SEOUL (Reuters) - South Korean President Moon Jae-in expressed guarded hope for the country’s fight against the coronavirus on Monday, saying a downward trend in new infections could lead to a phase of stability, but he warned that it was too early to be optimistic.
The Korea Centers for Disease Control and Prevention reported 165 new coronavirus cases, bringing the national tally to 7,478, while the death toll rose by one to 51.
The numbers showed the rate of increase in new infections fell to its lowest level in 11 days in one of the most severely affected countries outside mainland China.
Moon said South Korea can enter the “phase of stability” soon if it continues to reduce the number of new cases.
“We must maintain this trend,” he told a meeting of senior aides. “We’ve come this far thanks to the citizens who were united and cooperated well with the government.
“But it’s too early to be optimistic... Please be a little bit more patient and stay away from mass gatherings such as religious events.”
Health authorities say the number of new infections being identified has dwindled as most of the roughly 200,000 followers of a fringe Christian church at the centre of the epidemic in the hard-hit southeastern city of Daegu have now been tested.
Prime Minister Chung Sye-kyun also said at a separate meeting that he was still extremely cautious but “there’s hope we can reach a turning point in the near future”.
U.S. Forces Korea (USFK) reported a new case, bringing the total to eight cases among soldiers, employees or people related to the roughly 28,500 U.S. troops stationed in South Korea.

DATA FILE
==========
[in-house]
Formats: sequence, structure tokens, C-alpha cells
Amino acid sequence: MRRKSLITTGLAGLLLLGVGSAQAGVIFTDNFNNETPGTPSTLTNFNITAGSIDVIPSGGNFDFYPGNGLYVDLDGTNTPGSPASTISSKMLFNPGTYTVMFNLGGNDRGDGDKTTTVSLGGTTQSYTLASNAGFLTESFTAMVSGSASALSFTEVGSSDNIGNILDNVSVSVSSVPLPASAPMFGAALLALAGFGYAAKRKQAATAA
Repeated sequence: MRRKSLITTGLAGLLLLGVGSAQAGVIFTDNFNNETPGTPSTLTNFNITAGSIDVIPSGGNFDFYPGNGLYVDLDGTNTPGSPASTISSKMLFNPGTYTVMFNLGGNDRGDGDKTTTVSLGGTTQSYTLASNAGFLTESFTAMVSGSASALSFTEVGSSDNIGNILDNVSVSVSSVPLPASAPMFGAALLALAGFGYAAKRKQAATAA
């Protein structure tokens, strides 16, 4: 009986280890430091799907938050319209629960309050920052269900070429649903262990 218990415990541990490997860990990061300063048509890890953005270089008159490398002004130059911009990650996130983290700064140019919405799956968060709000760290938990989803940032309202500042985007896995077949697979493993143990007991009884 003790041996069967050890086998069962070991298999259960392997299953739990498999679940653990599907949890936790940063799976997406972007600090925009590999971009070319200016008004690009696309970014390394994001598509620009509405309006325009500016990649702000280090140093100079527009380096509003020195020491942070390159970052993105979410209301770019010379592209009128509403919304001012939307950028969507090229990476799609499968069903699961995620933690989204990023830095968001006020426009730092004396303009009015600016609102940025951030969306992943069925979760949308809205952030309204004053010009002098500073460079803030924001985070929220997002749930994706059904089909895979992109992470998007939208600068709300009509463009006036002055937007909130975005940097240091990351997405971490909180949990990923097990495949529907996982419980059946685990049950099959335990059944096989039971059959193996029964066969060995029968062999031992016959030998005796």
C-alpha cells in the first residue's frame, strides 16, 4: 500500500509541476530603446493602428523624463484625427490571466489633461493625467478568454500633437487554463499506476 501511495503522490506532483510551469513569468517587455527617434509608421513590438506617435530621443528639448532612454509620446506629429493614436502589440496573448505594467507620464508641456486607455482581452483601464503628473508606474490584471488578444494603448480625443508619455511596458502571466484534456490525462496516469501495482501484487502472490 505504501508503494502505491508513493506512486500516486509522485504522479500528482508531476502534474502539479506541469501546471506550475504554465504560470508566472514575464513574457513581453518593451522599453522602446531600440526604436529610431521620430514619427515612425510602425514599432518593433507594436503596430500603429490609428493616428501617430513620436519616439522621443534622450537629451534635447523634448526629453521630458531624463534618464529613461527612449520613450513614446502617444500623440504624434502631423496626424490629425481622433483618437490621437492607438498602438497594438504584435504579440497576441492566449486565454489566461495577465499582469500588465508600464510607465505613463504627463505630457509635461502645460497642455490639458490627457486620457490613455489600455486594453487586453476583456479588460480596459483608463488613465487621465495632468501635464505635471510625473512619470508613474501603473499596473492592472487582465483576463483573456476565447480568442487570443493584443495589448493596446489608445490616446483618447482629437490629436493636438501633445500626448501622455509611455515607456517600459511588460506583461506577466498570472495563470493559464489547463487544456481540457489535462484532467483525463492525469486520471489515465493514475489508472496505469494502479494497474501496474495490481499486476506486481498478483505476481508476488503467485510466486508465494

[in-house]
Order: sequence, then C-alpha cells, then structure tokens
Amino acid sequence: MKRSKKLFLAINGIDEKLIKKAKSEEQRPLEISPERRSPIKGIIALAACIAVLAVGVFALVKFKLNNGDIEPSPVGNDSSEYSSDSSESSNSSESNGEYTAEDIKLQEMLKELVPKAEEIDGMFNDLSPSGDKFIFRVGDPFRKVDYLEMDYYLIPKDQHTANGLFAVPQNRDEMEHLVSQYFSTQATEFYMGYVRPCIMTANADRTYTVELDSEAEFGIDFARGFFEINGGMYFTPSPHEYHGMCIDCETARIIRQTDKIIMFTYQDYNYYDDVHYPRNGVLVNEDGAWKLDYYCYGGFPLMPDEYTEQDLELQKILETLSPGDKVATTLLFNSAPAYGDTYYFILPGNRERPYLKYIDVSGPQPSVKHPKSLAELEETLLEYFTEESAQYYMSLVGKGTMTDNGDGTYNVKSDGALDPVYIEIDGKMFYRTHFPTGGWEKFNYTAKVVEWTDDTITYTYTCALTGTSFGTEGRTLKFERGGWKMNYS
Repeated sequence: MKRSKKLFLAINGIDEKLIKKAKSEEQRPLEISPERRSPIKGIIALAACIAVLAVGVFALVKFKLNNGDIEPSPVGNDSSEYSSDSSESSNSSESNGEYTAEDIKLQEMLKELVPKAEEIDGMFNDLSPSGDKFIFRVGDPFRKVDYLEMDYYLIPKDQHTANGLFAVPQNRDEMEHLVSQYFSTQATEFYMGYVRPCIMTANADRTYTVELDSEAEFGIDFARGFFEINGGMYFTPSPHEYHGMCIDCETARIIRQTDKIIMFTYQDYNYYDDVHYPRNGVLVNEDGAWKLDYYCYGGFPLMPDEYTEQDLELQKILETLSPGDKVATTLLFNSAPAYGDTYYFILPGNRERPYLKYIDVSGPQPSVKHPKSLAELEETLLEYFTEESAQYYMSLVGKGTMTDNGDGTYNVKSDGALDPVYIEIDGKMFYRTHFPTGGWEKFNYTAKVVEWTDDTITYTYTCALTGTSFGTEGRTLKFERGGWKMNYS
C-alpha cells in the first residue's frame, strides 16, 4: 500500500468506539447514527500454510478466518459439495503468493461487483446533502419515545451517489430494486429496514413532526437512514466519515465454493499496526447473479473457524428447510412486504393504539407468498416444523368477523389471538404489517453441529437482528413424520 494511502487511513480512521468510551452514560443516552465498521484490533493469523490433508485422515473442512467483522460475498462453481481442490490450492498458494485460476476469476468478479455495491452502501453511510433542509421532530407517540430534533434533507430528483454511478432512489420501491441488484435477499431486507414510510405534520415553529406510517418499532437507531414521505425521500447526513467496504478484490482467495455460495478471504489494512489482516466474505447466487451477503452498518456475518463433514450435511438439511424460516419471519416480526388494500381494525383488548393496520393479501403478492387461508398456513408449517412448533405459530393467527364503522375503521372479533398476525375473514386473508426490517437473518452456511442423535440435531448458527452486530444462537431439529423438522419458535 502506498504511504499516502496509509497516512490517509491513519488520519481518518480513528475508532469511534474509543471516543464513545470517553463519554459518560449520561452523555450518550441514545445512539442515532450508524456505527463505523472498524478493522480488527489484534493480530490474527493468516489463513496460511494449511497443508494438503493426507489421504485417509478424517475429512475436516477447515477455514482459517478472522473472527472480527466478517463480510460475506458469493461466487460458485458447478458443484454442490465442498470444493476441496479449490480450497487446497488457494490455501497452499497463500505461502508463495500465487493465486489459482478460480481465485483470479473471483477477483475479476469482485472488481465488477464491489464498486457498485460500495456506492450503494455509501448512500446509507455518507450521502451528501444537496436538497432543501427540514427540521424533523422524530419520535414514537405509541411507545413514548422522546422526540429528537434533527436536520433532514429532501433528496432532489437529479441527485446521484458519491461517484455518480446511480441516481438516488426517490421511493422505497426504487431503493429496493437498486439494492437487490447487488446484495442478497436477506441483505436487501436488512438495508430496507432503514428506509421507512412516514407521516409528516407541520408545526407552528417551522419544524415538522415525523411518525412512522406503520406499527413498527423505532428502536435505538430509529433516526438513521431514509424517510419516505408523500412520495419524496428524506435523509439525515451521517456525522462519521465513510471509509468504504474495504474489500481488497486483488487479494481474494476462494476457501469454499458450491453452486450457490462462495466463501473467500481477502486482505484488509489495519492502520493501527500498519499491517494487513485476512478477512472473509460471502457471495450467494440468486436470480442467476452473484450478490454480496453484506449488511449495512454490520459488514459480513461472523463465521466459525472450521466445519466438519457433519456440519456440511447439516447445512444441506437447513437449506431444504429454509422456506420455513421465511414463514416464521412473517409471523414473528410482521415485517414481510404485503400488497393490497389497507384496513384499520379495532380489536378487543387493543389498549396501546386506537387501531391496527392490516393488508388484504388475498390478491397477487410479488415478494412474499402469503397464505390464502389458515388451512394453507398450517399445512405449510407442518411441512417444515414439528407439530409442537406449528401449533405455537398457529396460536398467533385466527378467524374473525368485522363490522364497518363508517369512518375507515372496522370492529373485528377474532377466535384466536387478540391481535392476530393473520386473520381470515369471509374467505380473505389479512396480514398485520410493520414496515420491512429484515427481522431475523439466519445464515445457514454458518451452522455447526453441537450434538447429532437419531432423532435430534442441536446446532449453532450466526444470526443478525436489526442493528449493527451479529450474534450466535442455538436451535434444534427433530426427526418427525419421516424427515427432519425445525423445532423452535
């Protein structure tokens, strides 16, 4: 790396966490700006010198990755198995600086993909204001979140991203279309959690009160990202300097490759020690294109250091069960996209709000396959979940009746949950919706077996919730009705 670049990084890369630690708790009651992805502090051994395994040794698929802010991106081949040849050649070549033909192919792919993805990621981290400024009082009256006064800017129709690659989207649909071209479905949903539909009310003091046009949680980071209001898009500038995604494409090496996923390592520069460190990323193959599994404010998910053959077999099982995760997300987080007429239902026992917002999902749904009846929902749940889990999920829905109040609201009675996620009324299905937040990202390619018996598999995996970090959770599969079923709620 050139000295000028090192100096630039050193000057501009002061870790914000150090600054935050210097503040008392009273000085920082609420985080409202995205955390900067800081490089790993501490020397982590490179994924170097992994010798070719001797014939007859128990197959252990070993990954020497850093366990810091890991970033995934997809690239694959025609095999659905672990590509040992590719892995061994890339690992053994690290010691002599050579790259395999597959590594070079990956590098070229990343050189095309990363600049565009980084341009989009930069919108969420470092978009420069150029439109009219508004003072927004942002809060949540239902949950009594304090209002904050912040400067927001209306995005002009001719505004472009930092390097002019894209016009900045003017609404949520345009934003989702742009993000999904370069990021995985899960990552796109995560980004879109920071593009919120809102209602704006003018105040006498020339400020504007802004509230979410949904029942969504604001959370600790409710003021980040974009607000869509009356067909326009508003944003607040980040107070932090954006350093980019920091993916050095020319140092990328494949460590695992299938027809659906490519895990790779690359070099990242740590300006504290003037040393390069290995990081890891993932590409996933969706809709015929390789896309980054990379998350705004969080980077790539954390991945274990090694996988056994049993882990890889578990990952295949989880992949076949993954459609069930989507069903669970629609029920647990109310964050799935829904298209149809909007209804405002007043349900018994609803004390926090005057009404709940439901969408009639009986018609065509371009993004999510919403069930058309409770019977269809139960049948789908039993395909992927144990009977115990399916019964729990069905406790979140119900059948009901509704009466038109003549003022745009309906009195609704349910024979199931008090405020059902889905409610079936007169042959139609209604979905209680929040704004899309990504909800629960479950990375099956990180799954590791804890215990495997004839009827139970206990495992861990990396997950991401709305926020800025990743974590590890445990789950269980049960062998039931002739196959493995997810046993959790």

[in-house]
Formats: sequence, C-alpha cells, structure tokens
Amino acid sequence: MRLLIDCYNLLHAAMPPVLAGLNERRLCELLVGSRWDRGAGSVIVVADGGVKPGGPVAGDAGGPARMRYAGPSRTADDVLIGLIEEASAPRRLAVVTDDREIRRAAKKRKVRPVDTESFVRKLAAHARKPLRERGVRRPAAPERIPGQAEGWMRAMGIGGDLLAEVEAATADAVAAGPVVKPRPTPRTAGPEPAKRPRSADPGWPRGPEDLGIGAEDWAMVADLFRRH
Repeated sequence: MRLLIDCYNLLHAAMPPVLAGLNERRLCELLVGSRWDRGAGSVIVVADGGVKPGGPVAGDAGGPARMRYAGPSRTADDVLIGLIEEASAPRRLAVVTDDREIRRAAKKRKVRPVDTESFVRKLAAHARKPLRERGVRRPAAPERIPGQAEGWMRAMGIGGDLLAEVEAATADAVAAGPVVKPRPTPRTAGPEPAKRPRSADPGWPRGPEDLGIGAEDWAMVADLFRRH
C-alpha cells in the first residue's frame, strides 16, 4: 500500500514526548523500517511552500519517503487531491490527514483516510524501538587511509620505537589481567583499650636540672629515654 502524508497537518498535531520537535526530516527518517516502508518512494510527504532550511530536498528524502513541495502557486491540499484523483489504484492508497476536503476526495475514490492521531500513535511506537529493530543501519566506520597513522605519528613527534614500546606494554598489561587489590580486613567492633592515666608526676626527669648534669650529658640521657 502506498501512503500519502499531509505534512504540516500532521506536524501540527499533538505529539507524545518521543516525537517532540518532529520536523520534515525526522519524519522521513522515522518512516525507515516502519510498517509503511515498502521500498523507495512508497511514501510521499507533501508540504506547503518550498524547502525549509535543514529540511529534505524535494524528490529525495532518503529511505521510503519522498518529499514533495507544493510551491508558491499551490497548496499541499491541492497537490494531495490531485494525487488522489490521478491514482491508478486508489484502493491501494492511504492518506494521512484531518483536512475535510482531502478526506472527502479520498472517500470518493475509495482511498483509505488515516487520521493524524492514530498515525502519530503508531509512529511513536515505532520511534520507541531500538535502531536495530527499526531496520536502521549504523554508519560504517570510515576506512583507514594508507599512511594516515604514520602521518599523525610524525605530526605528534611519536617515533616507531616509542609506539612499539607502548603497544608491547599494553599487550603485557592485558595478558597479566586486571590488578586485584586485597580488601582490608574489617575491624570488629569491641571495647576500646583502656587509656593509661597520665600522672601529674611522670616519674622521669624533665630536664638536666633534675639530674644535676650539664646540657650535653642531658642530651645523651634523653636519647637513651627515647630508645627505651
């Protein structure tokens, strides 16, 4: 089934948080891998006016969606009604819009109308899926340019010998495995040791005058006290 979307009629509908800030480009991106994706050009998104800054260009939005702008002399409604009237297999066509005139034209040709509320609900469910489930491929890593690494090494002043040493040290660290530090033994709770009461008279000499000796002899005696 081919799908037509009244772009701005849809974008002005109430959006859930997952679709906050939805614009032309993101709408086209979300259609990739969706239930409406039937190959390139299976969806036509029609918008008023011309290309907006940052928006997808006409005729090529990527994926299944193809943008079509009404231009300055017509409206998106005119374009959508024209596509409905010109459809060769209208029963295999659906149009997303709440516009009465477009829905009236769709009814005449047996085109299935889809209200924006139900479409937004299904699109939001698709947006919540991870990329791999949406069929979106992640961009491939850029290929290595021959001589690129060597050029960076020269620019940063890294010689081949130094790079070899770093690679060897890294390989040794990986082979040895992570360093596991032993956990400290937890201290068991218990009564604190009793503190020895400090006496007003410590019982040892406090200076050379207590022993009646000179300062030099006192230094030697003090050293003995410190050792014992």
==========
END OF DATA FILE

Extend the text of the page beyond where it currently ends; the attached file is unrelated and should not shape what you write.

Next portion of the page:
South Korea started rationing surgical masks on Monday after imposing an export ban amid panic buying. Dozens of people were seen lining up outside pharmacies across the country.
Mutual travel restrictions imposed by South Korea and Japan also took effect, an issue that rekindled a diplomatic and economic feud between the old foes.
South Korea suspended visas and visa waivers for Japan on Friday, after Tokyo announced travel restrictions, joining more than 100 other countries limiting arrivals from South Korea.
The dispute, together with oil price swings, sent South Korean shares and the won sharply lower and prompted the finance ministry to issue a verbal warning against disorderly market movement.
A series of K-pop concerts planned in Japan has been called off or postponed, including by Super Junior, Stray Kids and CJ ENM which had planned a major annual festival featuring TWICE and IZ*ONE.
Korean Air, which had previously operated 17 flights to Japan, said it had stopped all but one between Seoul and Tokyo, while Asiana Airlines halted all of its 11 Japanese routes for the first time since it started flying to Japan 30 years ago, company officials said.
Reporting by Hyonhee Shin; Additional reporting by Joyce Lee; Editing by Stephen Coates, Michael Perry and Nick Macfie